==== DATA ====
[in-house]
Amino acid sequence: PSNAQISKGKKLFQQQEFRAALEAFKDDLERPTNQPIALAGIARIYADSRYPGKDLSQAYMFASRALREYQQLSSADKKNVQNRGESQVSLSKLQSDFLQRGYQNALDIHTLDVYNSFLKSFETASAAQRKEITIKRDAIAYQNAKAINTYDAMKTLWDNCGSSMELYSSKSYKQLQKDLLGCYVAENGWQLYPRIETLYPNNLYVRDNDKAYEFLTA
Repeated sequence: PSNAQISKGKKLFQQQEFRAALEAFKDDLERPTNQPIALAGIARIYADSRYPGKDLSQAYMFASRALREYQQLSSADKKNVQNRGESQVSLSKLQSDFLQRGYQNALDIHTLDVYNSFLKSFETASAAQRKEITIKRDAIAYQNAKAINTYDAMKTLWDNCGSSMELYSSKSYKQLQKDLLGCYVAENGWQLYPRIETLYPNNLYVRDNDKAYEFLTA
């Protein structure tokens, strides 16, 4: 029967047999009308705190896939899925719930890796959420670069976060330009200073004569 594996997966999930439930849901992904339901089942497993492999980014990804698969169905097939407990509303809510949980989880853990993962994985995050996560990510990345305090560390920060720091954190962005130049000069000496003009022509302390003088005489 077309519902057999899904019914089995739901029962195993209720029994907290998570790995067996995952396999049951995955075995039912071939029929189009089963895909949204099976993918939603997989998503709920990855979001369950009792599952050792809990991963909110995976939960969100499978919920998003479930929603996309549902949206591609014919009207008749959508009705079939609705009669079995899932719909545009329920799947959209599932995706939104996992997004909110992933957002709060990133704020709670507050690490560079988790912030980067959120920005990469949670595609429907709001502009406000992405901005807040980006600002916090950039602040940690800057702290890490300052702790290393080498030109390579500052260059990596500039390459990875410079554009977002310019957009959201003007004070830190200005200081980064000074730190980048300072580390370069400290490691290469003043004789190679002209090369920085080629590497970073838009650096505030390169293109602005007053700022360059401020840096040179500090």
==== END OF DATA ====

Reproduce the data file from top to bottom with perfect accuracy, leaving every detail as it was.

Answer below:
[in-house]
Amino acid sequence: PSNAQISKGKKLFQQQEFRAALEAFKDDLERPTNQPIALAGIARIYADSRYPGKDLSQAYMFASRALREYQQLSSADKKNVQNRGESQVSLSKLQSDFLQRGYQNALDIHTLDVYNSFLKSFETASAAQRKEITIKRDAIAYQNAKAINTYDAMKTLWDNCGSSMELYSSKSYKQLQKDLLGCYVAENGWQLYPRIETLYPNNLYVRDNDKAYEFLTA
Repeated sequence: PSNAQISKGKKLFQQQEFRAALEAFKDDLERPTNQPIALAGIARIYADSRYPGKDLSQAYMFASRALREYQQLSSADKKNVQNRGESQVSLSKLQSDFLQRGYQNALDIHTLDVYNSFLKSFETASAAQRKEITIKRDAIAYQNAKAINTYDAMKTLWDNCGSSMELYSSKSYKQLQKDLLGCYVAENGWQLYPRIETLYPNNLYVRDNDKAYEFLTA
């Protein structure tokens, strides 16, 4: 029967047999009308705190896939899925719930890796959420670069976060330009200073004569 594996997966999930439930849901992904339901089942497993492999980014990804698969169905097939407990509303809510949980989880853990993962994985995050996560990510990345305090560390920060720091954190962005130049000069000496003009022509302390003088005489 077309519902057999899904019914089995739901029962195993209720029994907290998570790995067996995952396999049951995955075995039912071939029929189009089963895909949204099976993918939603997989998503709920990855979001369950009792599952050792809990991963909110995976939960969100499978919920998003479930929603996309549902949206591609014919009207008749959508009705079939609705009669079995899932719909545009329920799947959209599932995706939104996992997004909110992933957002709060990133704020709670507050690490560079988790912030980067959120920005990469949670595609429907709001502009406000992405901005807040980006600002916090950039602040940690800057702290890490300052702790290393080498030109390579500052260059990596500039390459990875410079554009977002310019957009959201003007004070830190200005200081980064000074730190980048300072580390370069400290490691290469003043004789190679002209090369920085080629590497970073838009650096505030390169293109602005007053700022360059401020840096040179500090």